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Crescent comet

The co-orbit around the sun of the Rosetta spacecraft and Comet 67P/Churyumov–Gerasimenko lets the spacecraft see the comet, at times, in a crescent phase.

Crescent comet 67P Churyumov-Gerasimenko  Image via APOD/ ESA, Rosetta, NAVCAM/ processing by Giuseppe Conzo.

Crescent comet 67P Churyumov-Gerasimenko. Image via APOD/ ESA, Rosetta, NAVCAM/ processing by Giuseppe Conzo.

This European Space Agency image was the Astronomy Picture of the Day (APOD) last week (April 29, 2015). Isn’t it beautiful? It’s a crescent comet, in this case Comet 67P/Churyumov–Gerasimenko. We could not see the comet in this way if it weren’t for the fact that the Rosetta spacecraft has been orbiting it since last July. The spacecraft will follow the comet through its August, 2015 perihelion, or closest point to the sun. APOD wrote:

As the 3-km wide comet moves closer to the sun, heat causes the nucleus to expel gas and dust. The Rosetta spacecraft arrived at the comet’s craggily double nucleus last July and now is co-orbiting the sun with the giant dark iceberg. Recent analysis of data beamed back to Earth from the robotic Rosetta spacecraft has shown that water being expelled by 67P has a significant difference with water on Earth, indicating that Earth’s water could not have originated from ancient collisions with comets like 67P. Additionally, neither Rosetta nor its Philae lander detected a magnetic field around the comet nucleus, indicating that magnetism might have been unimportant in the evolution of the early solar system. Comet 67P, shown in a crescent phase in false color, should increase its evaporation rate as it nears its closest approach to the sun in August, 2015, when it reaches a sun distance just a bit further out than the Earth.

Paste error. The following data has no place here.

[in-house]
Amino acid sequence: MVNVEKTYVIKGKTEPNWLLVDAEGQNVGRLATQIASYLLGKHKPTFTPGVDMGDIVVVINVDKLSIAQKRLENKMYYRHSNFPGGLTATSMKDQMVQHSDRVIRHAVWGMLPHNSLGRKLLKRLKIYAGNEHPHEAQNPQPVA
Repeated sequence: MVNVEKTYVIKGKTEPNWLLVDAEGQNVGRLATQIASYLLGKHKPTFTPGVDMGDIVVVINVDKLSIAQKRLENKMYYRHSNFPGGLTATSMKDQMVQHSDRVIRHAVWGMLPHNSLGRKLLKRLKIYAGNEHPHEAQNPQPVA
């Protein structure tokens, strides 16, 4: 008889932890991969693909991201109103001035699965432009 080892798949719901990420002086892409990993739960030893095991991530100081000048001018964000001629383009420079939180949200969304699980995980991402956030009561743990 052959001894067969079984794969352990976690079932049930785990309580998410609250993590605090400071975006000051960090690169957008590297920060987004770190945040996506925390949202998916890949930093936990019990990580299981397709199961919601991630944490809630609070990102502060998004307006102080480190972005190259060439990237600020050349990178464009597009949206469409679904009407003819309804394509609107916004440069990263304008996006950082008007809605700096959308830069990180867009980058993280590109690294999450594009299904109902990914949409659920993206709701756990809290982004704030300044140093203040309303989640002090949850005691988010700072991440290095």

Deborah Byrd

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